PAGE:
The Myth of the Spitting Myth Part 3

by John Hawkins | February 5, 2007 12:17 pm

Since at least way back in 2003, Slate has been gamely insisting that no soldiers were spit on back in the states after the Vietnam War. So, in other words, there’s a “spitting myth” out there. Originally, they based this on a book by Jerry Lembcke, who said he researched it and couldn’t find a single person who claimed that they were spit on, it was always third hand accounts. “In other words, my friend/cousin/brother/father said they were spit on, but no, I wasn’t there.”

But, after Slate started making this claim, vets came out of the woodwork to say that they were spit on when they returned from Vietnam and Slate[1] has started adding a few new steps to the same old song and dance they’ve been doing on this issue:

“The myth of the spat-upon Vietnam veteran refuses to die. Despite Jerry Lembcke’s debunking book from 1998, Spitting Image: Myth, Memory, and the Legacy of Vietnam, and my best efforts to publicize his work, the press continues to repeat the fables as fact.

Earlier this month, Newsweek resuscitated the vet-spit myth in a dual profile of John McCain and Chuck Hagel. Newsweek reports: “Returning GIs were sometimes jeered and even spat upon in airports; they learned to change quickly into civilian clothes.”

Nexis teems with such allegations of spat-upon vets and even includes testimonials by those who claim to have been gobbed upon. But Lembcke–a Vietnam vet himself–cites his own research and that of other academics to assert that he has never uncovered a single news story documenting such an incident.

Lembcke writes:

“If spitting on veterans had occurred all that frequently, surely some veteran or soldier would have called it to the attention of the press at the time. … Indeed, we would imagine that news reporters would have been camping in the lobby of the San Francisco airport, cameras in hand, just waiting for a chance to record the real thing–if, that is, they had any reason to believe that such incidents might occur.”

In researching the book, Lembcke found no news accounts or even claims from the late 1960s or early 1970s of vets getting spat at.

…Now, it’s possible that a Vietnam veteran was spat upon during the war years. Lembcke concedes as much because nobody can prove something never happened. Indeed, each time I write about the spit myth, my inbox overflows with e-mail from readers who claim that a spitting protester targeted them while they were in uniform. Or the e-mail writer claims it happened to a brother or a friend at the airport or bus station.”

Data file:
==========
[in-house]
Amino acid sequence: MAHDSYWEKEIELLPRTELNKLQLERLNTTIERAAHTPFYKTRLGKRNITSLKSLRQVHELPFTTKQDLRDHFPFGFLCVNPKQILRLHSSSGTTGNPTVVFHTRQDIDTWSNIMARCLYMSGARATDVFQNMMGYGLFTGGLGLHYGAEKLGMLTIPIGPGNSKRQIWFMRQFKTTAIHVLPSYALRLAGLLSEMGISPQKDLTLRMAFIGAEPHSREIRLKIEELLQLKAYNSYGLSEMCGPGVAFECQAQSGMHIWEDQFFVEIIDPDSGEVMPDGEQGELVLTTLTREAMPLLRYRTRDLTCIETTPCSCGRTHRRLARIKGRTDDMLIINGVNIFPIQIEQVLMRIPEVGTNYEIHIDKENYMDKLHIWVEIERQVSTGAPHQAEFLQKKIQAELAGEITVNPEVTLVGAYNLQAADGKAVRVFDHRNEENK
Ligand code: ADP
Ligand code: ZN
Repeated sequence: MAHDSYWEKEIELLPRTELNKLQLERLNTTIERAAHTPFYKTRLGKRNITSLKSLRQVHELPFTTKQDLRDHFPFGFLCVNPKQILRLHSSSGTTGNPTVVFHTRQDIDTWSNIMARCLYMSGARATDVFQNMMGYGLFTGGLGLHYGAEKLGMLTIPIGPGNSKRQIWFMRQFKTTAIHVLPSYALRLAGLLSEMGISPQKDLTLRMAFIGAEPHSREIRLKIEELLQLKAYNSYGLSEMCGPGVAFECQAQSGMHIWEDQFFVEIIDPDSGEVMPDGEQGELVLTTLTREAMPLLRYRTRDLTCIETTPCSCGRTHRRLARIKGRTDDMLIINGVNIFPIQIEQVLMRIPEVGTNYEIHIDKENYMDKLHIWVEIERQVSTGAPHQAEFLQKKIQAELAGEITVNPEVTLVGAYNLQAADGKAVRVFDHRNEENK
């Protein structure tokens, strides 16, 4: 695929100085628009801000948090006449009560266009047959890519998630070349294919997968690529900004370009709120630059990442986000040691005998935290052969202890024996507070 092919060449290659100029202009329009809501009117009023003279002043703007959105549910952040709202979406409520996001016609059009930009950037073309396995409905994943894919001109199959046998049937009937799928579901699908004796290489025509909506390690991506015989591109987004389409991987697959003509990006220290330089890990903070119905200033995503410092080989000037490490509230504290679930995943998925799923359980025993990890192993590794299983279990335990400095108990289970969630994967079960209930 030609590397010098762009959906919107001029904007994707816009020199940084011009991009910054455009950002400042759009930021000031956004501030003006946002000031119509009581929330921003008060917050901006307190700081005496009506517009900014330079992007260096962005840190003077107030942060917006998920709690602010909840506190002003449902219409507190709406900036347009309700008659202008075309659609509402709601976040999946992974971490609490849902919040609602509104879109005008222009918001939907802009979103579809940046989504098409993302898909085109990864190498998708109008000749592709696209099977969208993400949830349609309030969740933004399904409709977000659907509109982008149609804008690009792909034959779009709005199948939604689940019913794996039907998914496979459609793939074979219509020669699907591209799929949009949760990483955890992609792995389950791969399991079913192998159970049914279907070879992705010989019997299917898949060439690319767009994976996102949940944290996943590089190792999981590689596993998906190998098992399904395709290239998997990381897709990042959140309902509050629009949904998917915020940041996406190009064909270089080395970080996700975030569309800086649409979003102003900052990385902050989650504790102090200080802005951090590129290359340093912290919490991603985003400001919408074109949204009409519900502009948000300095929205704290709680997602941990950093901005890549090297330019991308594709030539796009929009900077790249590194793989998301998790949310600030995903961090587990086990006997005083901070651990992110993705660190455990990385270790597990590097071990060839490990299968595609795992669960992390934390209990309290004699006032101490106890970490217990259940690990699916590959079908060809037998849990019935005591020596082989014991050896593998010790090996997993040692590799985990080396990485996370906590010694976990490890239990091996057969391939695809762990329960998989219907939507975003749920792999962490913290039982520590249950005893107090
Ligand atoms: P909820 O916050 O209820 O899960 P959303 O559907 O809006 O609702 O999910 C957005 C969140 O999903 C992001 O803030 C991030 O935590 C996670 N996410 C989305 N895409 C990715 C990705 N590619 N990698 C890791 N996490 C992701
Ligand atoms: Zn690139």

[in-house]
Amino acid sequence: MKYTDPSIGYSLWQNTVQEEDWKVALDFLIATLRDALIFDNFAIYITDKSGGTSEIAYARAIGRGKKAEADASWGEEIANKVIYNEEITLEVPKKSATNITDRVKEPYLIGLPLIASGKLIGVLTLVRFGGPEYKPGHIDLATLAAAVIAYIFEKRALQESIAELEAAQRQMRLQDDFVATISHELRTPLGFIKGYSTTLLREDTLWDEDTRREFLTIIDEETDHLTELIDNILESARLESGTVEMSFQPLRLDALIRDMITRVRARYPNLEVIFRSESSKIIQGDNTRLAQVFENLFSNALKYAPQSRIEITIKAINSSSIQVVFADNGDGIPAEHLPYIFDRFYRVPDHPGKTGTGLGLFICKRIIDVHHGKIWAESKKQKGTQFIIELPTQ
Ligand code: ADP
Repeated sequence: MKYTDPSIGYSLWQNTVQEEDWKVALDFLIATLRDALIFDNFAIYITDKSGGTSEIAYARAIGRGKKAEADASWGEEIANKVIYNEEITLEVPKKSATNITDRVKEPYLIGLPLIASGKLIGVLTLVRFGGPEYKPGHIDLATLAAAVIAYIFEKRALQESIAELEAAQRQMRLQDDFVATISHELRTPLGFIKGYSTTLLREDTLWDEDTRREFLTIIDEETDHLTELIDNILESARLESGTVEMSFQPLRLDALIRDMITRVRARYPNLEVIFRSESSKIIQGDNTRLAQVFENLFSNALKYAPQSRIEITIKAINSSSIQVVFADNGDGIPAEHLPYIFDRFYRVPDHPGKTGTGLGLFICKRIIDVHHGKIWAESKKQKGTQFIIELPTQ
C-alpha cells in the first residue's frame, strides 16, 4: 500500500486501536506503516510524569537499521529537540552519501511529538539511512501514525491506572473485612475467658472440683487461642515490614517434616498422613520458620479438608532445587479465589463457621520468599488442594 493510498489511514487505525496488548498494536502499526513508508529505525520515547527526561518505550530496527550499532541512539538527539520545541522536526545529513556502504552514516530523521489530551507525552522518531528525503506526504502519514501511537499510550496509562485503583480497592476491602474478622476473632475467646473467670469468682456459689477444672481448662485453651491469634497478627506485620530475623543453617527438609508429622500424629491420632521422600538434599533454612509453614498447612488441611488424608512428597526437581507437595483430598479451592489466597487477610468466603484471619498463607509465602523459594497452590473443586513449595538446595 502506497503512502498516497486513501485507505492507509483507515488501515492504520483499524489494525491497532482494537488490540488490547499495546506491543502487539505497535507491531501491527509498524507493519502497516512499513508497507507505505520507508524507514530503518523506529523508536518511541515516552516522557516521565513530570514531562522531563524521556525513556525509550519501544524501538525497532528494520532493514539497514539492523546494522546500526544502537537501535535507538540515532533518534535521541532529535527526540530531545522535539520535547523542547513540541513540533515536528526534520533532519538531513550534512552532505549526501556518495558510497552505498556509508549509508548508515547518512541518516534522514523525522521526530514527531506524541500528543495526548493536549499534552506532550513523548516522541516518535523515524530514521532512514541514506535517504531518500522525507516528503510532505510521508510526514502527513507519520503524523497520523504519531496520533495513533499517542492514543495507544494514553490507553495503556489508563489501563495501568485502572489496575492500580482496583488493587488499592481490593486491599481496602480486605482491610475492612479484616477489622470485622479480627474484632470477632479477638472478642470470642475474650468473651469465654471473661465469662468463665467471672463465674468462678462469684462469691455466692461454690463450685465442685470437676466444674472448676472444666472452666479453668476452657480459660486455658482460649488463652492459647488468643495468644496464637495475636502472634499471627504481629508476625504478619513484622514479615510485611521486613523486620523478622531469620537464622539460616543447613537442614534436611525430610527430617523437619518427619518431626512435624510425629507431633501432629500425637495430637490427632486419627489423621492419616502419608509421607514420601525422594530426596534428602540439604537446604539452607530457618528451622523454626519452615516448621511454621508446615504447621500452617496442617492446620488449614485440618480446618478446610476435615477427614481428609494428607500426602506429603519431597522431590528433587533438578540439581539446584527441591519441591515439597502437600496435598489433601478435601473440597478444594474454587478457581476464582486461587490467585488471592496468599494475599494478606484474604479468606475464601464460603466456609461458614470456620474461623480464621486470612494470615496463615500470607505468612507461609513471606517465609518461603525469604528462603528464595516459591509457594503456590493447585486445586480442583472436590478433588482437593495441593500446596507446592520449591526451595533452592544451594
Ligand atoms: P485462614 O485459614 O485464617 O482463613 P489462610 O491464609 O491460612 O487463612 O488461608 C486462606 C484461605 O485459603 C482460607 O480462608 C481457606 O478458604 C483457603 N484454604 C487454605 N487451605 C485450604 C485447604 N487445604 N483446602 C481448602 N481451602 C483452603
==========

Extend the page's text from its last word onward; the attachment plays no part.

Do you see the rich, frothy irony present here? Lembcke writes that, “If spitting on veterans had occurred all that frequently, surely some veteran or soldier would have called it to the attention of the press at the time.” But today, Shafer admits that lots of vets are telling him that they were spit on and he doesn’t believe any of them. Who’s to say that the exact same thing didn’t happen in the sixties and seventies?

Moreover, let me tell you a little secret — well, a secret to a lot of people — most conservatives already know this: the news media often protects people that they agree with ideologically. For example, the most inflammatory posters from anti-war protests are never shown in the New York Times or on Yahoo. To see them, you’ve either got to have a conservative blogger there taking pictures or you’ve got to rely on the moonbats themselves to put up the pics. That’s because the MSM tries to protect people “on their side” as much as possible.

So, you weren’t going to have any liberal reporters camping out at their airports to catch their ideological soulmates spitting on soldiers back in the sixties, because, like Jack Shafer, they didn’t want to know.

But, there are certainly plenty of vets out there who say they’ve been spit on. For example, it took me less than 5 minutes to find:

“I can not say it enough, respect our soldiers,” Col. Bullard said. “When I came back from Vietnam to Los Angeles, Calif., I was spit on. That was an obvious moral buster.” — Retired Army Colonel Charles Bullard[2]

“I was spit on. I was called a baby killer even though I had never carried a gun,” Schoch said. “We’re going to see more psychologically wounded soldiers coming back from Iraq. I hope we as a people can support them.” — Vietnam veteran Nikko Schoch, co-founder of Veterans for Peace[3]

“It’s not like Vietnam–I was spit on then. This time, both sides of the fence, the left and the right, are on board with taking care of the troops. They know these are our people, our sons and daughters over there.” — 20-year Army vet Marty Horn[4]

“While walking in Boston in uniform, I was spit on by women and called ‘baby killer.'” — Eric Margolis[5]

But, they’re all liars, they’re all making it up because Jack Shafer and some other liberals don’t want to admit that their liberal brethren spit on soldiers they hated after Vietnam? Come on, it’s very obvious who’s right here and it isn’t the liberals who claim it never happened.

Also see,

The Myth Of The “Spitting Myth”[6]
The Myth Of The Spitting Myth Part 2[7]

  1. Slate:
  2. Retired Army Colonel Charles Bullard:
  3. Vietnam veteran Nikko Schoch, co-founder of Veterans for Peace:,1249,600119904,00.html
  4. 20-year Army vet Marty Horn:
  5. Eric Margolis:
  6. The Myth Of The “Spitting Myth”:
  7. The Myth Of The Spitting Myth Part 2:

Source URL: